Adoptee Story: E. Kotapish

March 17, 2021

Adoptee Story:

E. Kotapish: Mexican-American Adoptee

INTRO: Fellow adoptee E. shares part of her story with us. She writes about her last name. We get a glimpse into some of the nuances and reflections, not to mention possible internal dilemmas, that can come packed in a last name, for many adoptee


By E. Kotapish (March, 4, 2021)


I have brown hair like my father, the man who raised me. The other half of our little family is my brother and mother who both share lighter hair. However, none of us share blood.


What we share is a last name. Kotapish.


I remember when I first had this realization of this Czechoslovakian surname, or perhaps it was a sense of ownership. Because of my brown hair and lighter, olive skin I pass. I pass as a Kotapish. Although, our last name is still “exotic” enough for people to ask “what are you?” So, to avoid oversharing I simply respond with “It’s Czech.”


Not “I am Czech.”


What I say is “it’s” which is in reference to my last name.

The usual response is acceptance without question — I mean why would they. But it sometimes feels like my answer alleviates discomfort. The curtain of the unknown has been lifted, and the answer is pleasing enough.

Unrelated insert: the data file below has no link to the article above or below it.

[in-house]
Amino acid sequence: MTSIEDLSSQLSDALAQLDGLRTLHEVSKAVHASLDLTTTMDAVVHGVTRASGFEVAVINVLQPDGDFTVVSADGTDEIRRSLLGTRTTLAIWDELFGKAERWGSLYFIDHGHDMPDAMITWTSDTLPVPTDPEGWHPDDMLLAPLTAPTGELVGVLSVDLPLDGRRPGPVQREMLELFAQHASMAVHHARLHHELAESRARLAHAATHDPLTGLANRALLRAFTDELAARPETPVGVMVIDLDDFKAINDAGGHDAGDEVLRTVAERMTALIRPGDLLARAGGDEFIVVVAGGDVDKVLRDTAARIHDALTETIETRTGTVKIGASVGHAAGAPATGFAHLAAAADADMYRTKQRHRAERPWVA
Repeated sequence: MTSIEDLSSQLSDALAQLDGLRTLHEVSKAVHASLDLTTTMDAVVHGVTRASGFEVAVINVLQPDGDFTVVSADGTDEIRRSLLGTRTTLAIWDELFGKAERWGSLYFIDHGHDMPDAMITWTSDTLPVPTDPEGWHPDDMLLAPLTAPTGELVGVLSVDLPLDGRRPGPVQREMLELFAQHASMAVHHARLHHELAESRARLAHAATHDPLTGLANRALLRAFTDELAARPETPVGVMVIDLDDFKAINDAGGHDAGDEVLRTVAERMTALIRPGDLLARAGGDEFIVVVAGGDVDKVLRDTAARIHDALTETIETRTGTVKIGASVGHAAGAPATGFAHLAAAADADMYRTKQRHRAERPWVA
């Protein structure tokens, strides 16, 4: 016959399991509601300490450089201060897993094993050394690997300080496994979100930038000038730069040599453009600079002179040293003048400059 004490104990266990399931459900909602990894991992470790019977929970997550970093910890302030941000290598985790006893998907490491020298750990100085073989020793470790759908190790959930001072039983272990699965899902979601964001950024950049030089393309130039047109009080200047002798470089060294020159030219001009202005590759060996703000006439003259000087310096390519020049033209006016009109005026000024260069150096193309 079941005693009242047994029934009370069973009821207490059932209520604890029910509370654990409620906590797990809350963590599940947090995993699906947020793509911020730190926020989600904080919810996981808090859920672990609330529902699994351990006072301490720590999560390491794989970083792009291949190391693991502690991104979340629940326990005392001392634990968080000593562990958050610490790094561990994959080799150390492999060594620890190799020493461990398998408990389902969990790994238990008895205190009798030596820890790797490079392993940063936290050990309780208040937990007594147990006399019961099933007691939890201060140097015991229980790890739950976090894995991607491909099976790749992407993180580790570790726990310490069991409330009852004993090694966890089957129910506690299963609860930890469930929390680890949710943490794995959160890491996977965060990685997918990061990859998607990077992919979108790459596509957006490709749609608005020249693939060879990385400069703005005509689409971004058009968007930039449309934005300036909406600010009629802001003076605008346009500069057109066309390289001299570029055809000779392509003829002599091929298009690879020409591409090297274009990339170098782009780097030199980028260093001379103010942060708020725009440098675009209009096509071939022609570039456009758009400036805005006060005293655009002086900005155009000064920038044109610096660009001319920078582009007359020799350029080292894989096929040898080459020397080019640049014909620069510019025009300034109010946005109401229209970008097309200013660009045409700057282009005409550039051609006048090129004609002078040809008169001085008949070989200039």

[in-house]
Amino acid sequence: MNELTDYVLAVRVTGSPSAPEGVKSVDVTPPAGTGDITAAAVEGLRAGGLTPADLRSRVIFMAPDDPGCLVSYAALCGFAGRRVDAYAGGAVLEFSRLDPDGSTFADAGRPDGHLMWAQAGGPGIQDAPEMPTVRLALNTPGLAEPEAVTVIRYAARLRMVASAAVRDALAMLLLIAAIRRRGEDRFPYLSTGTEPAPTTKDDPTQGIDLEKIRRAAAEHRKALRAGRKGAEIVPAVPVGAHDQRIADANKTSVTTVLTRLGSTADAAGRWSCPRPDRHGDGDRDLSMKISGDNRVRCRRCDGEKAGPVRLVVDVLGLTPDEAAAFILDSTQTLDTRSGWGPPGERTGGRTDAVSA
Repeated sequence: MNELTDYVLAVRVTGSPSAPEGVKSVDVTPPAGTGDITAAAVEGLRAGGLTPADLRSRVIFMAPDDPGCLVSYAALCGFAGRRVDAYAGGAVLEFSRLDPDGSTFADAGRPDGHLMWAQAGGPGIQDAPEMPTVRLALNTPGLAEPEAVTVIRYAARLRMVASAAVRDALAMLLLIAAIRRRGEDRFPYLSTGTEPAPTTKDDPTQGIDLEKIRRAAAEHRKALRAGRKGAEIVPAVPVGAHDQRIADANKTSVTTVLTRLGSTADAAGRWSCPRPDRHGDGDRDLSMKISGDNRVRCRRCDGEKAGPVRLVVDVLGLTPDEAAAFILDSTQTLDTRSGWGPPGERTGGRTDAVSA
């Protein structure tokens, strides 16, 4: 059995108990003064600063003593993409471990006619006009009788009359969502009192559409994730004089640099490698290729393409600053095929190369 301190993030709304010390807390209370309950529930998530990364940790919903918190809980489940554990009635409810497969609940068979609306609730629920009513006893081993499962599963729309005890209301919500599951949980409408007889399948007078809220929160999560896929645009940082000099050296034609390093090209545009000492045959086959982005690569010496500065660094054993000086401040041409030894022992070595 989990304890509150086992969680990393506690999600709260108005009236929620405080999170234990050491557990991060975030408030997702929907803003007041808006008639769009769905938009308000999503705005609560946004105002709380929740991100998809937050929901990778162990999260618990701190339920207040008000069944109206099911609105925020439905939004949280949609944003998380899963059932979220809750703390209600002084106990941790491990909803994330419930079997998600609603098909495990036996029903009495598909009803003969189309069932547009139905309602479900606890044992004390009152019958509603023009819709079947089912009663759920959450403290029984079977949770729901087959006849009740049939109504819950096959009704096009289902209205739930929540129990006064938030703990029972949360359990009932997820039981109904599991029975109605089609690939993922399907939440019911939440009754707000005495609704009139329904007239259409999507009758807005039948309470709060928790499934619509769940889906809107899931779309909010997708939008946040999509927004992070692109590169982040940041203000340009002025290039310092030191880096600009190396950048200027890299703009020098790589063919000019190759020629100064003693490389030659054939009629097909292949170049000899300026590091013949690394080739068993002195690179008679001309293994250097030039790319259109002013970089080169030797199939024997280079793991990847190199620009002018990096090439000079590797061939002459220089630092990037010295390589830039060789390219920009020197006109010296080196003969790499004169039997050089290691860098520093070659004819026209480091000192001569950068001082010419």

I have no idea when I started sharing my true identity, but eventually I did share with people who more than likely were my friends. In order to explain how a girl with a Czech last name and white family is Mexican requires me to share that I’m also adopted. It’s not that I’m ashamed, embarrassed, or even mad about being adopted. It’s just something that’s personal.


So looking at it like that, as something personal, no wonder identifying with my true culture was such an ordeal.

As a 29-year-old-woman, being Mexican-Ameican is something I am trying to embrace more and more. With this exploration comes an imposter syndrome feeling. It’s possible it’s all in my head, but when you are rarely immersed in your true community growing up where do you even begin? It’s not that I’m coming from a place of conscious rejection, but if I’m being honest I was cast away under the guise of it being for the best. No matter how great your adoptive parents are and fortunate your life becomes because of their world, you still carry a trauma of abandonment. Not belonging.


I find myself using this disclaimer that I was raised by white people. It’s the truth, and it’s my excuse. But I don’t need an excuse, so it’s a new goal to stop saying this. My last name is Czech but I’m Mexican.”




Written by: E. Kotapish

End of Article
Amanda Medina

Amanda Medina

I was adopted from Medellin, Colombia to Sweden in 1985. I was about a year and a half when I started my life as an adoptee, and it would take 32 years until I was ready to face what that means, what that has always meant, and what that will always mean.

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